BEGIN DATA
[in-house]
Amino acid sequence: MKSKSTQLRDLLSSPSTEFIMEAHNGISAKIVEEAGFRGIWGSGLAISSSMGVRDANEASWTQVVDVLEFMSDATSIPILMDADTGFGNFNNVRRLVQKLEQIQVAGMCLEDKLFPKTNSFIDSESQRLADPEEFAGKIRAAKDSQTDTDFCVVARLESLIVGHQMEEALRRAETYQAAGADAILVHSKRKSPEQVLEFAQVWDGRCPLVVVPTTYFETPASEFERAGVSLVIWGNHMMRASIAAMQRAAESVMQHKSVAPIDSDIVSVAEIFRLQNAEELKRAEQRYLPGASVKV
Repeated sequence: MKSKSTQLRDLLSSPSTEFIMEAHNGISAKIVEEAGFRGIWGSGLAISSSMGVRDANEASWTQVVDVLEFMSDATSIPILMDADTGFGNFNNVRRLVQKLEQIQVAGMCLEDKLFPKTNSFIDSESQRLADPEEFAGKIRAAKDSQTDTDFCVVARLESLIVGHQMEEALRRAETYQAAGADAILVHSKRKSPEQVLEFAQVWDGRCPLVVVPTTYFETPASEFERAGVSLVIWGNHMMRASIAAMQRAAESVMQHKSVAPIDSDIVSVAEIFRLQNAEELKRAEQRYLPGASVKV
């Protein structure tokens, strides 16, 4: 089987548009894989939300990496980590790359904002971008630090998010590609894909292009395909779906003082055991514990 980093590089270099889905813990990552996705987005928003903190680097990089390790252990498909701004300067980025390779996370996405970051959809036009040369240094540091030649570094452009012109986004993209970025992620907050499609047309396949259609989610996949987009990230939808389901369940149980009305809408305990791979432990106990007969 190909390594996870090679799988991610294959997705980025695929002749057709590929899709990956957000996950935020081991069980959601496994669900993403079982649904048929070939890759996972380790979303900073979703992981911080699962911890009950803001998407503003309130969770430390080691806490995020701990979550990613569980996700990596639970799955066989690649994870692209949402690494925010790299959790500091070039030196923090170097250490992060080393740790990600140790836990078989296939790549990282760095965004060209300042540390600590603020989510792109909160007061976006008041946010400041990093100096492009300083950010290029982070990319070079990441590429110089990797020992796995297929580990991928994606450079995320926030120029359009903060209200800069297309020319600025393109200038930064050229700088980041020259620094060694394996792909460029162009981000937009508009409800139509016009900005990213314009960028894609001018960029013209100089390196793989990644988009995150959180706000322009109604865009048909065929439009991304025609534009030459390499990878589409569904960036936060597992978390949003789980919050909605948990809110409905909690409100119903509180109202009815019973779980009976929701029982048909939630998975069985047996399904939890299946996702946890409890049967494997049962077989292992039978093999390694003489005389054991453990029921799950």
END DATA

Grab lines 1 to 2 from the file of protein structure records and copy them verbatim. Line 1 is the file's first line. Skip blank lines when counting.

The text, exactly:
[in-house]
Amino acid sequence: MKSKSTQLRDLLSSPSTEFIMEAHNGISAKIVEEAGFRGIWGSGLAISSSMGVRDANEASWTQVVDVLEFMSDATSIPILMDADTGFGNFNNVRRLVQKLEQIQVAGMCLEDKLFPKTNSFIDSESQRLADPEEFAGKIRAAKDSQTDTDFCVVARLESLIVGHQMEEALRRAETYQAAGADAILVHSKRKSPEQVLEFAQVWDGRCPLVVVPTTYFETPASEFERAGVSLVIWGNHMMRASIAAMQRAAESVMQHKSVAPIDSDIVSVAEIFRLQNAEELKRAEQRYLPGASVKV